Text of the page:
I'm afraid that the fullrange driver is a bit of an unknown as it was bought off e-bay and I don't have T/S specs etc, but anyway it sounds quite good, and seems like a good place to start doing some experiments, which brings me to the using a helper tweeter.

The idea of getting the tweeter in the same plane as the FR drivers dustcap is not something I'd thought of but that seemes like a good idea. I was thinking about mounting the FR driver on a circular baffle that brought it slightly further forward than the tweeter.

As for the design again I was doing to experiment. My projects so far have included small sealed speakers using the Visaton FRS8, Cyburgs needle (FRS8 and Tangband W3-871) and Tabaq with the tangband. I was planning to try these in a sealed box to start with and then try them in a TL like the TABAQ and see what gives the best result.
 
gaust said:
.

The idea of getting the tweeter in the same plane as the FR drivers dustcap is not something I'd thought of but that seemes like a good idea. I was thinking about mounting the FR driver on a circular baffle that brought it slightly further forward than the tweeter.


bringing the fr forward by an additional spacer baffle is ok.

The edges surrounding the fr due to baffle or cabinet shape
should not be circular but asymetric. A protruding circular
spacer should not be a big problem, if the main baffle is asymetric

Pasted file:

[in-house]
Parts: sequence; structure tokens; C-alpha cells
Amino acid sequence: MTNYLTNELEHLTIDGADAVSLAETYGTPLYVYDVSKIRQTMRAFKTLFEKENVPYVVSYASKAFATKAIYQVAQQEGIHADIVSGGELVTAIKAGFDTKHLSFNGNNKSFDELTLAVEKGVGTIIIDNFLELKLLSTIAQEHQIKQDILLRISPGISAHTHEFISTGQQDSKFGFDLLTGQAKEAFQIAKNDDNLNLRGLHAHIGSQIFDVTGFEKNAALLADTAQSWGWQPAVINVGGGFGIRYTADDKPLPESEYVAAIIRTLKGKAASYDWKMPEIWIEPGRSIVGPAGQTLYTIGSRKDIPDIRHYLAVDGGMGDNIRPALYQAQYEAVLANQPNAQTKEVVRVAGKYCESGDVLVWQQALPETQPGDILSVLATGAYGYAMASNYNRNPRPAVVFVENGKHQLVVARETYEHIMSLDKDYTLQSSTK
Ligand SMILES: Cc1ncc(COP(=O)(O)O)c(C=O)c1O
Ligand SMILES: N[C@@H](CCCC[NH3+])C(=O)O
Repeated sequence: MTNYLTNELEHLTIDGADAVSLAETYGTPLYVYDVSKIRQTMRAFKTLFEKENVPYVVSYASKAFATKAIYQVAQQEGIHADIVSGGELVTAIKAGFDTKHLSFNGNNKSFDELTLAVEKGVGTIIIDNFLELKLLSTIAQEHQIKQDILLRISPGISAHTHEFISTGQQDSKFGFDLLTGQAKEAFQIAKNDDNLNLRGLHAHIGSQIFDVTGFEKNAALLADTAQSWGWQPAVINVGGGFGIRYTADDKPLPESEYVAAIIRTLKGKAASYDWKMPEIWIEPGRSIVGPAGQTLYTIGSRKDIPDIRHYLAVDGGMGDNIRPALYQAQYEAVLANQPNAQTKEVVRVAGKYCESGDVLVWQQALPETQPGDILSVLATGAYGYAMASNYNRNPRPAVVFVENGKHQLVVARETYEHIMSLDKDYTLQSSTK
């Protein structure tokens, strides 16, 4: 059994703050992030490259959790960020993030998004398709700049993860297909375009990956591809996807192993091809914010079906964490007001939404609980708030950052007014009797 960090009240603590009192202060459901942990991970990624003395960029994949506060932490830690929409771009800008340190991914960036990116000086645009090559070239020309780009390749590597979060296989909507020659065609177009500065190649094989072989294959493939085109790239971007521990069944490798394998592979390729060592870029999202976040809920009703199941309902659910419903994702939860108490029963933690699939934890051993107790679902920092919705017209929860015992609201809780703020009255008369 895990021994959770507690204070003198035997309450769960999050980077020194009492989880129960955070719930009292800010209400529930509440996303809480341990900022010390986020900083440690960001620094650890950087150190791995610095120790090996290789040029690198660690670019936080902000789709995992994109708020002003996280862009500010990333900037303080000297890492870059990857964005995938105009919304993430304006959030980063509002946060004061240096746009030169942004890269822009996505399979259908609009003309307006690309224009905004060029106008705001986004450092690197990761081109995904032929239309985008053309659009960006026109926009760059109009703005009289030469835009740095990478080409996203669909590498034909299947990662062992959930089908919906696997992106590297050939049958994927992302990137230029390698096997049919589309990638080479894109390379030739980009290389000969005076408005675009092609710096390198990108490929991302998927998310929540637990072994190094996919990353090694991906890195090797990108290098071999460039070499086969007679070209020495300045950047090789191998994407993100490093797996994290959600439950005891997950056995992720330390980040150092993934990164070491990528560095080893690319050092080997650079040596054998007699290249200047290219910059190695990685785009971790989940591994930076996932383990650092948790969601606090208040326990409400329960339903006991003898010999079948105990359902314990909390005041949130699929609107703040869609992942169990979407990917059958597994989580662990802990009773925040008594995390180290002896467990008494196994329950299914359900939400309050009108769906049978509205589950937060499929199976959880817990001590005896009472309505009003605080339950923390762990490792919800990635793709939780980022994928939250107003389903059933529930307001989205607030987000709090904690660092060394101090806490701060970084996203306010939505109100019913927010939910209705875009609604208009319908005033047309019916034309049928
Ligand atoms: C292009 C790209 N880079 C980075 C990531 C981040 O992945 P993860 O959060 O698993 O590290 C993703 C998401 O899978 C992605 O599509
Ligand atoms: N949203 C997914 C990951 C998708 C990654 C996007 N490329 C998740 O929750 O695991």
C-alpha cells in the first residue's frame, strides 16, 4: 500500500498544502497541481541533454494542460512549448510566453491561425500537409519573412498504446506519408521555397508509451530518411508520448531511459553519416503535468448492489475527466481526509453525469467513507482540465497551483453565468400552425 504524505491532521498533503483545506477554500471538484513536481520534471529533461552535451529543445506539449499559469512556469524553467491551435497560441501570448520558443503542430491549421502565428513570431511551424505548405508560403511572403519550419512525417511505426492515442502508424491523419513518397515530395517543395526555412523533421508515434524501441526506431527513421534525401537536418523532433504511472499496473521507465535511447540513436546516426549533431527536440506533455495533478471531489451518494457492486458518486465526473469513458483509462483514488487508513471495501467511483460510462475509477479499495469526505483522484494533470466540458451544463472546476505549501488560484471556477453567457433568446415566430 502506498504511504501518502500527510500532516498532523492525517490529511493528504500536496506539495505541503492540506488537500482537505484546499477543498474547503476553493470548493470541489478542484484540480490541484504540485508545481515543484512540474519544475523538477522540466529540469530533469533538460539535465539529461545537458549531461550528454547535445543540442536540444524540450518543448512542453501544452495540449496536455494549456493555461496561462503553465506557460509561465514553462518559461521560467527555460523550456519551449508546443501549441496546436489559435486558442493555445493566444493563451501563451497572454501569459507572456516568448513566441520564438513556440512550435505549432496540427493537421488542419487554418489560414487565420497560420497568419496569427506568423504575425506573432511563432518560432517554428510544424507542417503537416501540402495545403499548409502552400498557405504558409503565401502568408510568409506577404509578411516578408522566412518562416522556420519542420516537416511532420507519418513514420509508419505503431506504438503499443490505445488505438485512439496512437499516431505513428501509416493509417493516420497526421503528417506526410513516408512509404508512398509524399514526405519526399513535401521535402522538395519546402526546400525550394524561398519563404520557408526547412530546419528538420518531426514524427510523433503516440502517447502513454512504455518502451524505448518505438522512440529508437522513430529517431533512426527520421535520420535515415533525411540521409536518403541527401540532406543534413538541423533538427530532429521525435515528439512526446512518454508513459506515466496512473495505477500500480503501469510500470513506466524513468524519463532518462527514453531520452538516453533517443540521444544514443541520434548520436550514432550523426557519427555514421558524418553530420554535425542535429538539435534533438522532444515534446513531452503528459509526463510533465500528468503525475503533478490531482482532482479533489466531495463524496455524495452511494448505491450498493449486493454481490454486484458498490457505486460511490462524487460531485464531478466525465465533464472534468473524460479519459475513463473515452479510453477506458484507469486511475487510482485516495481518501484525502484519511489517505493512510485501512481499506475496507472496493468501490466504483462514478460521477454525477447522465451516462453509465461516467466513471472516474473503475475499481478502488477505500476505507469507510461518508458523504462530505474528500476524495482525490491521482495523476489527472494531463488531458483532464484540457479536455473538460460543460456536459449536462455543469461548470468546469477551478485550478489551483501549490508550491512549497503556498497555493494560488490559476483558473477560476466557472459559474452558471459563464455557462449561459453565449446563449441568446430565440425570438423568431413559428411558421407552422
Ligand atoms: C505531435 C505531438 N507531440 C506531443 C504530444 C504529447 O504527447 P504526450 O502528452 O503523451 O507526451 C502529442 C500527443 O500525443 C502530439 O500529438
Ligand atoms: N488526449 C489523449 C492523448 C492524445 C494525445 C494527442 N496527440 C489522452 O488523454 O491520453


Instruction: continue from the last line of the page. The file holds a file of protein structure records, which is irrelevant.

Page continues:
and larger as the spacer. Try to make the whole for the
fr conical to the back to provide as much free space between
magnet and baffle as possible. Otherwise you build a resonator,
its like a box in the box ... i say this because with the spacer
the whole might get very deep. Another solution is to
make a larger whole in the baffle, which just fits to the spacer
but is bigger than the fr basket diameter.
Try to design the spacer in a way, that the vertical distance
between fr and tweeter can be kept small although.

Cheers
 
Same Project

Hi, I'm about to do the same thing.
-add a tweeter to a full-range driver.

Unfortunately, like gaust my fr's are unmarked.
For interest's sake though, I'm using a ML-TQWT Enclosure.

I've never really fiddled with any sort of crossovers before (I usually stick to full-range), so I have little knowledge, and no experience here.

Those cap values are helpful, thanks.
But the tweeter's output is just too high.

The tweeter has to be adjusted to the same output
level as the fr, usually this is done by a voltage divider.

How would this work?
Could I put a resistor across (parallel with) the tweeter, and the cap in series with both?

What about guideline resistor values?

Apologies if these are stupid questions

Always ask.
-Stupid questions are easier to handle than stupid mistakes.
 
This is an example calculator for a voltage divider:

Voltage divider - loaded and open-circuit dB calculator damping volts potentiometer circuit impedance damping pad decibel dB voltage impedance bridging matching - sengpielaudio Sengpiel Berlin


The use of a parallel resistor for smoothing the impedance peak
of a super tweeter at its resonant frequency is allowed too,
but then there will be no attenuation in the passband of the
capacitor. In the crossover region attenuation may work, and
if the sensitivity of the tweeter matches it may be a minimalistic
and good choice even for the top end.

Everything is allowed as long as one knows what he wants to achieve.

Most important is to choose an appropriate crossover frequency for
the tweeter.

What is the difference between "assisting" a fullranger in the brilliance
region and building a conventional 2-Way ?

If your fullranger delivers a good presence region and the tweeter should
only add some "brilliance" the crossover frequency should be above